East Harlem IHOP Puts Bulletproof Glass in 24-Hour Takeout Window
HARLEM — A few hours after its grand opening, the new International House of Pancakes in East Harlem was stuffed full of customers drowning their flapjacks with syrup — but community advocate Derrick Taitt wasn't one of them.
Taitt, the treasurer of the Community Association of the East Harlem Triangle, said he's disappointed by the decision to install a 24-hour takeout window covered with bulletproof glass at the IHOP at 126th St. and Lexington Ave.
"There is no respect in the takeout," said Taitt. "If the restaurant is going to be open, then it should be open, not just a window."
The 24-hour takeout window, which serves customers through a Lazy Susan, is the first of its kind in any IHOP restaurant in the country, according to IHOP franchise business consultant Wayne Brown.
The small takeout window is open during the day, for customers who don't want a sit-down meal, and when the restaurant stops seating customers at 11:30 p.m., pancake-craving patrons can order from the window until the restaurant opens again for breakfast.
IHOP owners said the restaurant might consider removing the bulletproof glass one day, but for now, it's paramount to keep employees safe.
"Because of concerns regarding security, we wanted to serve 24 hours but find a way to do it safely," Brown said. "This gives us a way to continue to provide service."
IHOP location co-owner and anesthesiologist Dr. Billy Ford, who's part of the team that also opened up Manhattan's first IHOP, at West 135th Street and Adam Clayton Powell Jr. Boulevard, defended the decision to test out the 24-hour window at 126th Street while the new staff gets up to speed.
"The window might change in the future. We want to make everyone comfortable. Once we are comfortable, we can consider being open 24 hours," said Ford, a member of the investment group Greater Omentum and Lawrence, which consists of eight physicians and managing partner Corey Lawrence.
The 135th Street IHOP stays open 24 hours from Friday at midnight to Saturday at midnight.
The 126th Street location has an off-duty police officer on scene, he said.
Still, some locals weren't a fan of either a bulletproof glass window or a 24-hour restaurant at 126th Street — saying it would only invite trouble.
"I'm not a fan at all of the takeout window after a store is closed," said Matthew Washington, chairman of Community Board 11. "I think there can be safety concerns with people standing around in the area. I don't think it's the best model."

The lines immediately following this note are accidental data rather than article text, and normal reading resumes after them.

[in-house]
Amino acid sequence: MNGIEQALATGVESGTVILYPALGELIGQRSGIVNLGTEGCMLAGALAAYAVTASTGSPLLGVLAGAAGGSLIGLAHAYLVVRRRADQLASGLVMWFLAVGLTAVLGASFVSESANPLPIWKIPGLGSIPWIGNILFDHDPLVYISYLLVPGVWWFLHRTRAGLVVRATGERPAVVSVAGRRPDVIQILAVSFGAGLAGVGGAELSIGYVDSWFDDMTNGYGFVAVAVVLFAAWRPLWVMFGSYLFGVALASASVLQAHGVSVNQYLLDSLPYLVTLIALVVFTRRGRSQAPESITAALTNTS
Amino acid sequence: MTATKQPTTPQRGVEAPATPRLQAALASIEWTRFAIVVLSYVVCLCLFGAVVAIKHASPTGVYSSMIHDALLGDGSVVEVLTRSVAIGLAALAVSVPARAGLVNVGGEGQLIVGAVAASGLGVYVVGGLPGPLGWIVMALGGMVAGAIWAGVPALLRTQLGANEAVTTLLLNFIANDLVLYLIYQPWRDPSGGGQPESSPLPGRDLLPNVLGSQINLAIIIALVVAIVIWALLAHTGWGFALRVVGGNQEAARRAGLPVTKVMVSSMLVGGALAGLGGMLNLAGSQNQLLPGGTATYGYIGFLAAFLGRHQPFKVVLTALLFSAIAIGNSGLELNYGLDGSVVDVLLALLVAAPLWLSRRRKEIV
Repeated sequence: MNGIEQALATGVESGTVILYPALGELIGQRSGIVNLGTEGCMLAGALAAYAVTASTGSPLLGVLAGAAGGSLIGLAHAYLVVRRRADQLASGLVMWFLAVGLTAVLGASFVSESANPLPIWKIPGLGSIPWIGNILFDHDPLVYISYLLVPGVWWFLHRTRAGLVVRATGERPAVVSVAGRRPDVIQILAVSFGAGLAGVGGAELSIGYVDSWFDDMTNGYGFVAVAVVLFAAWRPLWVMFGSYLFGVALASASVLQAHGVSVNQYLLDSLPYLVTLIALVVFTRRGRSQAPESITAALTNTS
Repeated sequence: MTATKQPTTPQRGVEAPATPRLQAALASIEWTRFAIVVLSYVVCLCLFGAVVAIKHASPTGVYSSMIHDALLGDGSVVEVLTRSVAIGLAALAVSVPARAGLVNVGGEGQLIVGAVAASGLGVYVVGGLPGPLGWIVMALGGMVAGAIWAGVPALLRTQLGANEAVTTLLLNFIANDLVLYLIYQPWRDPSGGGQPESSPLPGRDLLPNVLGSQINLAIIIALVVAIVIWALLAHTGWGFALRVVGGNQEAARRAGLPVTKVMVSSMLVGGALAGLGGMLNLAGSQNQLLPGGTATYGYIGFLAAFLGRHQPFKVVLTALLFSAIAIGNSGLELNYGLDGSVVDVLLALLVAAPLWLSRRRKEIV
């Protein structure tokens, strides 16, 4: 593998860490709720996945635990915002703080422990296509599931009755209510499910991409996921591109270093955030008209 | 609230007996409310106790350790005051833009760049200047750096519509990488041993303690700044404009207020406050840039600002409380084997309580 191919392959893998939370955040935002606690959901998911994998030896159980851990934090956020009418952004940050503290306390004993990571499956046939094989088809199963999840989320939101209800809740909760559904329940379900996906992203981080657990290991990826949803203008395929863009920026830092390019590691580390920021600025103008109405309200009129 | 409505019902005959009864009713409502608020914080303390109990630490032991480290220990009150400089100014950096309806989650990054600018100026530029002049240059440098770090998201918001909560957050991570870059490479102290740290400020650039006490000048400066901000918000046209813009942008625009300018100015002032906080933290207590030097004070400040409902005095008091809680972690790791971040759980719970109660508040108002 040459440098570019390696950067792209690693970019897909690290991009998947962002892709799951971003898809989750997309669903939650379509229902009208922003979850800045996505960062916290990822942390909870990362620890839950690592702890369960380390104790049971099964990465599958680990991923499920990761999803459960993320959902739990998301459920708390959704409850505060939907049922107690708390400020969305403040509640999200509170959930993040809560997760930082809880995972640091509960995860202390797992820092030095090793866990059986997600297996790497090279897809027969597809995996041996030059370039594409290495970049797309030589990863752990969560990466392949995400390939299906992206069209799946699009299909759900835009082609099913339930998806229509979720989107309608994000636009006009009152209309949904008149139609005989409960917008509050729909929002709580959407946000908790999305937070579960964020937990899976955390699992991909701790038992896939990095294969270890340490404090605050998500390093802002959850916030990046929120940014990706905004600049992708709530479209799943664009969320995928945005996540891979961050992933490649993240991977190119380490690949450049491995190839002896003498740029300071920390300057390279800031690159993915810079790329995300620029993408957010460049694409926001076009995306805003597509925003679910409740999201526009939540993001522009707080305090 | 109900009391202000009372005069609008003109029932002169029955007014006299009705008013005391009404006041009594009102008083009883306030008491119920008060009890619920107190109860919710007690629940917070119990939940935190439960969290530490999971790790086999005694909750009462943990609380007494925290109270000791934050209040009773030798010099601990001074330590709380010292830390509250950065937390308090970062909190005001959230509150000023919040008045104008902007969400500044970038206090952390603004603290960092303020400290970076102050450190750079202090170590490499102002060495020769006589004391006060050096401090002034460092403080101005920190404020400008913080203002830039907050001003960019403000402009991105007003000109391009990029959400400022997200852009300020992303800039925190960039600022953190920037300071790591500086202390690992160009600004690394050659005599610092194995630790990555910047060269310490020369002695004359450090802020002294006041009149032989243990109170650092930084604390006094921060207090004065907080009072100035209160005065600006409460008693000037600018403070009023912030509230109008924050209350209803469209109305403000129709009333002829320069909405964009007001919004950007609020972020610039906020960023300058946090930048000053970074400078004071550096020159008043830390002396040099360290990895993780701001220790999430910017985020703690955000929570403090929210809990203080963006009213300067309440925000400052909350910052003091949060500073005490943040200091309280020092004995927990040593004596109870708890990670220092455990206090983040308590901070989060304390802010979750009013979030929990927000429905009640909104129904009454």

There has been commercial development in the area over the years, including a Duane Reade, a furniture store and a 24-hour Pathmark, which East Harlem Triangle helped develop with Abyssinian Baptist Church. But the neighborhood remains rough around the edges.
Washington said he hoped IHOP staffers would consider closing if the 24-hour plan becomes dangerous.
"If you have safety concerns about a particular area then just close your place earlier," Washington said. "If you have safety concerns but you still want to make money, it's borderline disrespectful."
The new East Harlem IHOP will employ 135 full- and part-time employees. Combined with their other location, the company employs 200 people in Harlem, Ford said. He believes the Central Harlem store was a pioneer in the urban market for IHOP.
"Once they saw us doing well they realized IHOP is no longer just suburban. I feel like we helped to open up the market," said Ford. "Look around. You wouldn't know it's opening day here."
That's why Brown doesn't think the window is an issue.
"I don't look at as a negative. They were under no direction to be open 24 hours but they see the potential in this community," he said.
Still, the East Harlem IHOP almost never materialized because Greater Omentum & Lawrence could not secure a bank loan despite its track record, Ford said. The group ended up taking a loan from the developer of both of its locations, ddm development and services.
"We've been here over 20 years. We know the neighborhood and that it will do well," said ddm managing partner Nina DeMartini-Day.
The Gateway II complex where the IHOP is located used to be a vacant lot. Now it hosts several businesses that provide more than 300 jobs.
"We feel this is a game-changer for people feeling comfortable here again. It's more than a restaurant, it will be a community center," DeMartini-Day said.
Some area residents said they weren't bothered by the the window. Kevin White, a 28-year-old tile layer, said he was more upset that the IHOP was not a Boston Market or a Red Lobster than its 24-hour takeout window.
"Twenty-four hours is good because it's hard to find something to eat over here when it gets late," White said.
A woman who gave her name as Maryanne and who had just eaten at the restaurant, said the service and food were good.
"I don't see a problem with it," she said about the window. "You can eat pancakes whenever you want."
Taitt said area residents are so starved for a decent sit-down restaurant in the area that he's not surprised at the lack of objection.
"This area is still a work in progress but if you can change Lenox Avenue and 118th Street and Frederick Douglass Boulevard you can change any area," said Taitt. "I want new projects to raise the standard."
"IHOP is an establishment people like and appreciate. If they were open 24 hours, I'm sure people would go in and sit down and have pancakes at 3 a.m.," he said.